Monday, 23 August 2010

The old trouble returns

I'm feeling a bit peeliwally today (Whaddaya mean it's not in your dictionary? It's a perfectly good Scottish word isn't it?).

Anyway I'm usually perky but today I'm peaky, the reason being that I was unable to go to the blog yesterday. I had another bout of the old trouble, contingent syllogisms, and very painful they are too.

It started, as it so often does, with reading Christopher Howse discussing 'argument from design', which is the notion that since Nature is so complex and yet so orderly it must therefore be intelligently designed ('Bertrand Russell versus faith in God', Telegraph, Saturday August 21st, p 27). His general message seemed to be, insofar as any message at all could be gleaned from the philosophical flim-flam, that argument from design shows the need for an extra-cosmic intelligence and that sounds to him like 'God, our Lord'.

Well, that's a perfectly reasonable view, even though it's erroneous, but in order to reach it he had to take us on a tour of several intellectual punch-ups which various distinguished philosophers have had with Bertrand Russell, and that's what brought my old trouble back. At first I thought it was just a lack of moral fibre in my diet, but apparently it's all to do with whether one can 'deduce a necessary conclusion from a contingent premiss'.

Russell, you may recall, was the greatest philospher/mathematician of his age, but even he didn't have all the answers. A taxi-driver with a grasp of such matters, and they're more numerous than you might think, once remarked 'You know I had that Bertrand Russell in my cab yesterday and I said to him " Hallo, Bertie, Wot's it all abaht then?" and do you know he'd no bleeding idea!'

He was however fairly hot stuff on the question of syllogisms (see his 'History of Western Philosophy', pub. Allen and Unwin, 1946, p. 218).

Now a syllogism, as we all know, (and indeed in our Somerset village we talk of little else), is an incontrovertible logical deduction of the form

A+B = C+A, therefore B=C, or if you prefer 1+ 3 = x + 1, therefore x= 3.

You can't argue with that, can you? But was that good enough for Bertie? Oh no, he had to give us various forms of the wretched thing, thus:

1a. 'All men are mortal, Socrates is a man, therefore Socrates is mortal'.

1b. 'All men are mortal, all Greeks are men, therefore all Greeks are mortal'.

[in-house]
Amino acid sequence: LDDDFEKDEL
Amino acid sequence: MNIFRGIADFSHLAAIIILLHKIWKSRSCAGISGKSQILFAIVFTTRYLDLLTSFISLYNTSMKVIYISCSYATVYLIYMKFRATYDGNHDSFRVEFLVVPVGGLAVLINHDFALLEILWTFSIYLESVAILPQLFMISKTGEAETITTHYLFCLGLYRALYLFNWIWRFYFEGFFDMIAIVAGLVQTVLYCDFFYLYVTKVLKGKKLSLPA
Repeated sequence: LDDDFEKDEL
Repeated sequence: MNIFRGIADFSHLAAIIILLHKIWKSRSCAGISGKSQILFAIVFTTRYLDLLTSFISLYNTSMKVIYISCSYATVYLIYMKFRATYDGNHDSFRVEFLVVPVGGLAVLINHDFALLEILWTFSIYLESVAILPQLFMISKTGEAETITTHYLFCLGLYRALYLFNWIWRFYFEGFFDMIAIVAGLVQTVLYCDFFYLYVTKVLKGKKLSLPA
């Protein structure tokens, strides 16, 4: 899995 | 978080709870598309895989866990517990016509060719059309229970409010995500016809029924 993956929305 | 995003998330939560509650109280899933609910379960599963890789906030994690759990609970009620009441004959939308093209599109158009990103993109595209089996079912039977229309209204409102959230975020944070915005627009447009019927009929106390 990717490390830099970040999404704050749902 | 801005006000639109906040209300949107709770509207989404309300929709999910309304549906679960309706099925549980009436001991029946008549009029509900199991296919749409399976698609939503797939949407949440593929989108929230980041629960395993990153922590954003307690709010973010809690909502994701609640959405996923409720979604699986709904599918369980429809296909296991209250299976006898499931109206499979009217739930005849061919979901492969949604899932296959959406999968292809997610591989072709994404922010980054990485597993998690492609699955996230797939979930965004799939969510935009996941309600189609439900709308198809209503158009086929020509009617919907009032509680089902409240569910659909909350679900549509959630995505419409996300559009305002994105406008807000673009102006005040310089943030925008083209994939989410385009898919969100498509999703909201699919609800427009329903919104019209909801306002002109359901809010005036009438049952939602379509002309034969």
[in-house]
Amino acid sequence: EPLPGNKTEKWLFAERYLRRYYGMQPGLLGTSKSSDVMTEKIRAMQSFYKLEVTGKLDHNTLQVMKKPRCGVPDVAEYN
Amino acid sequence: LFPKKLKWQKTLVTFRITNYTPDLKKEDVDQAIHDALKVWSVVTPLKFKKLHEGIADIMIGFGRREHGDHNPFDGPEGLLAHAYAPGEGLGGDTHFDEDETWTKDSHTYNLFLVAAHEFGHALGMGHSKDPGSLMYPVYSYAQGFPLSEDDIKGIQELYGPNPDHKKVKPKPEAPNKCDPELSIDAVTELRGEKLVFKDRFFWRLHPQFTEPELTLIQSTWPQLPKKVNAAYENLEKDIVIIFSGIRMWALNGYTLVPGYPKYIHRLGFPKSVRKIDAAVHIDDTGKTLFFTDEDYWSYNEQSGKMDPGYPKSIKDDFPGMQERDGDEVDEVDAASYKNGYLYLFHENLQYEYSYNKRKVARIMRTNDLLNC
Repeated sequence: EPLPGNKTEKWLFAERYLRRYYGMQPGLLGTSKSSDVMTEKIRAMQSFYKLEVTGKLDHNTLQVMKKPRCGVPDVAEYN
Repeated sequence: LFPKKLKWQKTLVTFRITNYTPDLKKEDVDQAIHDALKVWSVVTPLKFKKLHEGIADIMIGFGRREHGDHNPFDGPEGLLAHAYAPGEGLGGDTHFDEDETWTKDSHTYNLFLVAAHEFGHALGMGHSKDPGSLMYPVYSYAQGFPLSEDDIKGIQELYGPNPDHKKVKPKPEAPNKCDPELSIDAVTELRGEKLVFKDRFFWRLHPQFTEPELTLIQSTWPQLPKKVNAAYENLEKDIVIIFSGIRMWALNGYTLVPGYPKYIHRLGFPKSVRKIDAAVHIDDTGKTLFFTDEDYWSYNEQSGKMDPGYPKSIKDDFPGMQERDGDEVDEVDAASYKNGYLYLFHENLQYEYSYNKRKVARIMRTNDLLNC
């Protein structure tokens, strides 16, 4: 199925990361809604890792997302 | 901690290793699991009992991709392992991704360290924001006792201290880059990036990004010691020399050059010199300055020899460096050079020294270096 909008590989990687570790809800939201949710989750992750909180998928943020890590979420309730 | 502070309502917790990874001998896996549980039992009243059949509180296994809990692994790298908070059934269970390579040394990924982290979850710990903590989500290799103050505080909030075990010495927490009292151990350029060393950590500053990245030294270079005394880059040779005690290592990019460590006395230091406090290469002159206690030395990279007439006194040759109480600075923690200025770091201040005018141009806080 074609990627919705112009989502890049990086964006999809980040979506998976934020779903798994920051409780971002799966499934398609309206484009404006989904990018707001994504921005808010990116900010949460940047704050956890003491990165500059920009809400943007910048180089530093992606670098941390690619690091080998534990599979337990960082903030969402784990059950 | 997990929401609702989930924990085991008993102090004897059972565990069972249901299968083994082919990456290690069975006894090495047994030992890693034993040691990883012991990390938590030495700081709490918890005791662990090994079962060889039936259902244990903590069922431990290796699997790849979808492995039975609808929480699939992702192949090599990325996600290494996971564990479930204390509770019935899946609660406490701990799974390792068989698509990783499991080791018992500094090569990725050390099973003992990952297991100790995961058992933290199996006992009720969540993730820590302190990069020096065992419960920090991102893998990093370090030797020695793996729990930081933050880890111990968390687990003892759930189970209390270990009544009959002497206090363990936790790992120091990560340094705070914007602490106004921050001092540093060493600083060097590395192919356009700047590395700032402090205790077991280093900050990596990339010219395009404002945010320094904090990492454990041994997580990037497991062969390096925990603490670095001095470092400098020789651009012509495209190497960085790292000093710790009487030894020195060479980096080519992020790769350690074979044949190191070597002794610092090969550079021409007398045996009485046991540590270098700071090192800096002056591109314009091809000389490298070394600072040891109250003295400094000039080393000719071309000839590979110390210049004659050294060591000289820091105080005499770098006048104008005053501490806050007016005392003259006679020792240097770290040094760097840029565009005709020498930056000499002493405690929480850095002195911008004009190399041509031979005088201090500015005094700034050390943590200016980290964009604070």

Then clever-clogs Bertie points out that Aristotle was mistaken because he did not distinguish between these two forms. Of course!

He goes on to distinguish between:

2. 'No fishes are rational, all sharks are fishes, therefore no sharks are rational'.

3. 'All men are rational, some animals are men, therefore some animals are rational'

4. 'No Greeks are black, some men are Greeks, therefore some men are not black'.

These four make up the 'first figure' to which Aristotle added a second and a third figure, and other philosophers later added a fourth although the three later figures, according to Bertie, can be reduced to the first by various devices.

You can see how my intellectual sphincter tightened, can't you.

I'm not entirely convinced Christopher Howse understands it either, but he should read my book 'Why Man Made Gods and Dogs' (ISBN 978-0-9565588-0-0) then he would at least understand the Anthropic Principle.


  1. I think you possibly need a bit more Allbran in your diet.

    x need not equal 3. But I'm buggered if I know what else it might be - a combination of numbers with other operators (eg 1.5 x 2 perhaps)....which would mean that although x COULD equal 3, it would not be restricted to 3.

    I have absolutely no idea where I'm going with this, other than back to the drink's cabinet.

    Ali x

  2. Ah, but its the same thing innit? No need to answer that or you'll confuse both of us. Bertie devoted the first 200 pages or so of his 'Principia Mathematica' to this kind of thing.
    I shall no doubt return to this fascinating topic at a later date, once I understand it.